1. Am J Orthod Dentofacial Orthop. 2010 Oct;138(4):382.e1-4; discussion 382-3. Effects of lingual arch used as space maintainer on mandibular arch dimension: a systematic review. Viglianisi A. Department of Orthodontics, Faculty of Dentistry, University of Catania, Catania, Italy. azzurravi_9@hotmail.com

2. J Indian Soc Pedod Prev Dent. 2010 Apr-Jun;28(2):113-5. NiTi bonded space regainer/maintainer. Negi KS. Department of Orthodontics, H. P. Government Dental College and Hospital, Shimla, Himachal Pradesh, India. docksnortho@yahoo.com

3. Int J Paediatr Dent. 2009 Nov;19(6):383-9. Epub 2009 Apr 16. Three-dimensional space changes after premature loss of a maxillary primary first molar. Park KJung DWKim JY. Department of Pediatric Dentistry, The Institute of Oral Health Science, Samsung Medical Center, Sungkyunkwan University School of Medicine, Seoul, South Korea 135-710.

4. Int J Paediatr Dent. 2009 May;19(3):155-62. Space maintenance. Laing EAshley PNaini FBGill DS. Department of Orthodontics, Eastman Dental Hospital, University College London Hospitals NHS Trust, London, UK.

5. Eur Arch Paediatr Dent. 2009 Jan;10(1):6-10. Longevity of band and loop space maintainers using glass ionomer cement: a prospective study. Sasa ISHasan AAQudeimat MA. Dept of Paediatric Dentistry, University of Texas Health Science Center, San Antonio, TX, USA.

6. J Indian Soc Pedod Prev Dent. 2008 Sep;26(3):132-5. Modified Willet’s appliance for bilateral loss of multiple deciduous molars: a case report. Dhindsa APandit IK. Department of Pedodontics and Preventive Dentistry, M.M. College of Dental Sciences and Research, Mullana, Ambala (Haryana), India. abhishekdhindsa@yahoo.co.in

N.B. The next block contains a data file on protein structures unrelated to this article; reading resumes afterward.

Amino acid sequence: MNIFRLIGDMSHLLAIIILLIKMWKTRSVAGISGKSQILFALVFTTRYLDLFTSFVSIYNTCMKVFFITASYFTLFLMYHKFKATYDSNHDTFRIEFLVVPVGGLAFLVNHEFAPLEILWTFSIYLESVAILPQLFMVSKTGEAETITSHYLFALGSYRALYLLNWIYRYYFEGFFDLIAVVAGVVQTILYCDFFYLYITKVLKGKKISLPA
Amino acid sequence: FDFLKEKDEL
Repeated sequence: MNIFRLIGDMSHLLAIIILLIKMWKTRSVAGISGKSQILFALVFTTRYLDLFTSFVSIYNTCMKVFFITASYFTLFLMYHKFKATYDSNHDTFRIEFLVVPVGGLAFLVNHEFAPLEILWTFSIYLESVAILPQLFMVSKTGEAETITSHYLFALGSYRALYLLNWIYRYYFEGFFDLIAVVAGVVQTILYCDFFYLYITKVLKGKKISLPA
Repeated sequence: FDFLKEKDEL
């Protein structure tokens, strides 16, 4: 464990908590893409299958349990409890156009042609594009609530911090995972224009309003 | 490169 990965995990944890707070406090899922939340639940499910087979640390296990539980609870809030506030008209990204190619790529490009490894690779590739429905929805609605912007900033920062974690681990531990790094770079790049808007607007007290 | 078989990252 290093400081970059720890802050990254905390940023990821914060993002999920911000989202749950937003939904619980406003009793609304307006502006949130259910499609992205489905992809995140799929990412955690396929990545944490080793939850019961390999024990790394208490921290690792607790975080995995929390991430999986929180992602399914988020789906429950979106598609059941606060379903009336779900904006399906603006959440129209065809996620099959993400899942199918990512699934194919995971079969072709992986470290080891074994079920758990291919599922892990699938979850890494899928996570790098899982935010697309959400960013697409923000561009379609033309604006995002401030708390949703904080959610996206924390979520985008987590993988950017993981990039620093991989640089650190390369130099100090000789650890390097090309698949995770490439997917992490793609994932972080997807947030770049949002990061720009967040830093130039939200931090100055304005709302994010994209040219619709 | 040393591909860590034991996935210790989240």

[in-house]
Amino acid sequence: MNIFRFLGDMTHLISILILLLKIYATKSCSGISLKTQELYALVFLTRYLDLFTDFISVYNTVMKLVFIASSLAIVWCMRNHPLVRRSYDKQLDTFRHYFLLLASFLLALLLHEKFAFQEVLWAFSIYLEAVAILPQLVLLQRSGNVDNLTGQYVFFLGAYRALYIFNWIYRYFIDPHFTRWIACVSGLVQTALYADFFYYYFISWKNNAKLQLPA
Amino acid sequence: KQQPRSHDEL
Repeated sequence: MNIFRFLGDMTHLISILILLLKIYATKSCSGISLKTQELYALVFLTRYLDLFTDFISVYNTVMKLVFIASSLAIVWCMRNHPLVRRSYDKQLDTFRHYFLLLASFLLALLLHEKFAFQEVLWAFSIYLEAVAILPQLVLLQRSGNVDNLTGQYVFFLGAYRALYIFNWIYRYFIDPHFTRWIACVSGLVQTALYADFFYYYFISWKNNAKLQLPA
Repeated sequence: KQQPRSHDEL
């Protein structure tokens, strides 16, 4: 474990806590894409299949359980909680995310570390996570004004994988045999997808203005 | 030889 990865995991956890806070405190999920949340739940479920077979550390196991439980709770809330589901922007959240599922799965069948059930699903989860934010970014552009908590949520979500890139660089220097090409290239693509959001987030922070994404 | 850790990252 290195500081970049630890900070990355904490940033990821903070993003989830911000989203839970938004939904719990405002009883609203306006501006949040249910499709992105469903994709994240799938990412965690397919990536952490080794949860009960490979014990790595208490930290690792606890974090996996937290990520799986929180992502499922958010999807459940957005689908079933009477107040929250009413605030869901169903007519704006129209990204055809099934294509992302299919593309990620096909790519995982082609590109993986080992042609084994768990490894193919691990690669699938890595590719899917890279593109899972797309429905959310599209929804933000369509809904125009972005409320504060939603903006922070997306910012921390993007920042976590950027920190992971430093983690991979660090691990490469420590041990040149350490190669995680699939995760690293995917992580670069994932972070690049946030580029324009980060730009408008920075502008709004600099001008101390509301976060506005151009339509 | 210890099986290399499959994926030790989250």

7. J Am Dent Assoc. 2007 Mar;138(3):362-8. Immediate and six-month space changes after premature loss of a primary maxillary first molar. Lin YTLin WHLin YT. Pediatric Dentistry, Chang Gung Memorial Hospital-Kaohsiung Medical Center, Chang Gung University College of Medicine, Kaohsiung, Taiwan.

8. J Clin Pediatr Dent. 2006 Fall;31(1):5-8. Free-end space maintainers: design, utilization and advantages. Barbería ELucavechi TCárdenas DMaroto M. Department of Prophylaxis, Pediatric Dentistry and Orthodontics, Faculty of Dentistry, Madrid Complutense University, Spain. barberia@odon.ucm.es

9. J Indian Soc Pedod Prev Dent. 2004 Sep;22(3):134-6. Band and loop space maintainer–made easy. Nayak UALoius JSajeev RPeter J. Department of Pedodontics and Preventive Dentistry, Rajah Muthiah Dental College & Hospital, Annamalai University.

10. Pediatr Dent. 2002 Nov-Dec;24(6):561-5. The distal shoe space maintainer chairside fabrication and clinical performance. Brill WA. School of Dentistry, University of Maryland, Baltimore, MD, USA. wbrill@erols.com